If you aren’t familiar with the arcana of congressional procedure, it may seem confusing when pundits talk about President Biden and Democrats having to choose between bipartisan negotiations or a partisan strategy using “reconciliation” to advance their legislative agenda. “Reconciliation” sure doesn’t sound partisan.
But in fact, budget reconciliation has become the principal method whereby a Senate majority can get big things done absent any (or at least much) support from across the aisle. The device allows legislation with a tangible fiscal impact to be enacted under special rules providing for limited debate and requiring only a majority vote. This is crucial in the Senate due to the filibuster, which maintains that 60 votes are required to enact pretty much anything.
Here’s how budget reconciliation came to be, and how it may be used to enact Biden’s agenda.
The origins of budget reconciliation
Reconciliation was created by the Congressional Budget Act of 1974, and was originally envisioned as a fallback disciplinary measure aimed at congressional committees that ignored the spending or revenue targets in the annual budget resolutions that are the centerpiece of the Budget Act. The idea was that, near the end of the year, Congress could, if necessary, enact a “reconciliation” bill to reconcile the actual legal authority for spending and revenues with the budget resolution adopted earlier. Mechanically, that meant passage of reconciliation instructions that would dictate the construction of a reconciliation bill by the House and Senate Budget Committees.
But in 1981, the Reagan administration, under its famously innovative budget director David Stockman, figured out a new way to use reconciliation early in the year: to package desired spending or revenue measures into a fast-moving bill that could reduce vast and controversial measures to a single up-or-down vote in both Houses. This “front-loaded reconciliation” revolutionized congressional budgeting, and for any administration with working control of both Houses, greatly enhanced a president’s power to get big batches of legislation enacted. (Reagan’s Republicans had a majority of the Senate in 1981, and worked out a deal to gain the support of moderate-to-conservative House Democrats, given them a practical majority there as well.)
How it’s been used over the years
Budget reconciliation proved so powerful that former House Speaker Paul Ryan called it “a bazooka in my pocket” once Republicans won the White House and both Houses of Congress in 2016. It was used not just by Reagan but by every subsequent president, with such notable products as the George W. Bush’s tax cuts and Obama’s Affordable Care Act (in its final form, after Democrats lost their supermajority in the Senate).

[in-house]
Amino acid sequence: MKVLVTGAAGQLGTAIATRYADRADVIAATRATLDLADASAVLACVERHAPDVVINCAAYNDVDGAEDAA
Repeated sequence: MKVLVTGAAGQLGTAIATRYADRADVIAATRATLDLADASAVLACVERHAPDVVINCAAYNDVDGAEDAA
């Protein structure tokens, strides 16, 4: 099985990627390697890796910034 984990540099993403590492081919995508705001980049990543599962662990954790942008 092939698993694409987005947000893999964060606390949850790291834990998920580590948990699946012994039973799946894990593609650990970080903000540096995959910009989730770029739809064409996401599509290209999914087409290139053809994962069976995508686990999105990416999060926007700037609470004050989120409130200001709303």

As Ryan predicted, Republicans used reconciliation to pursue the repeal of the Affordable Care Act in 2017 but narrowly failed because they couldn’t keep Republicans in line. They also used reconciliation successfully to enact Trump’s tax-cut package later that same year. Now, with Democrats holding their own governing trifecta, they plan to use reconciliation to enact key party priorities if, as is very likely, Republicans block them in the Senate.
The limitations of reconciliation
The Budget Act provides for only one reconciliation bill for each annual budget resolution. The Senate rules for reconciliation also stipulate that it can only be used for legislation deemed germane to the budget (provisions in Biden’s American Rescue Plan, such as a minimum wage increase or an eviction moratorium, could be subject to a point of order as non-germane); cannot be used to make changes to the Social Security program; and cannot increase the federal budget deficit beyond a ten-year “window” (which means some spending or tax cut provisions may have to be temporary rather than permanent).
These limitations and the points of order they create go under the general title the Byrd rule, named after former senator Robert Byrd, and the discussions with the Senate parliamentarian to determine compliance with the Byrd Rule are called a Byrd bath. Uncertainty on Byrd rule compliance can be a major problem in designing and packaging a reconciliation bill.
The budget resolutions that create reconciliation “instructions” (essentially authorizing a reconciliation bill) are purely creatures of Congress and don’t require a presidential signature. The actual reconciliation bill is regular legislation and must be signed or vetoed by the president, which is why the whole process is rarely used without governing trifectas or practical control of the White House and both Houses of Congress.
How Democrats plan to use reconciliation in 2021
Lucky for Democrats, Congress did not enact a budget resolution for the current 2021 fiscal year. That means two reconciliation bills can be enacted this calendar year (one for this fiscal year and one for the next). The Biden administration and congressional Democratic leaders plan to use the first to enact COVID-19 relief and stimulus legislation, in the likely event that a bipartisan deal cannot be worked out with Republicans, to avoid or overcome a Senate filibuster. A second bill will still be available for other legislation later.
Even more than Republicans in 2017, Democrats this year do not have a margin for error: In the Senate, a single Democratic defection (unless there is a countervailing Republican defection) would be fatal. That’s why Senate Democratic “centrists” like Joe Manchin and Kyrsten Sinema will likely have virtual veto power over the scope, composition, and timing of reconciliation bills.
Budget reconciliations could yet become a “bazooka” for Joe Biden. But without careful handling, it could backfire as well. Just ask the Republican sponsors of the effort to repeal Obamacare.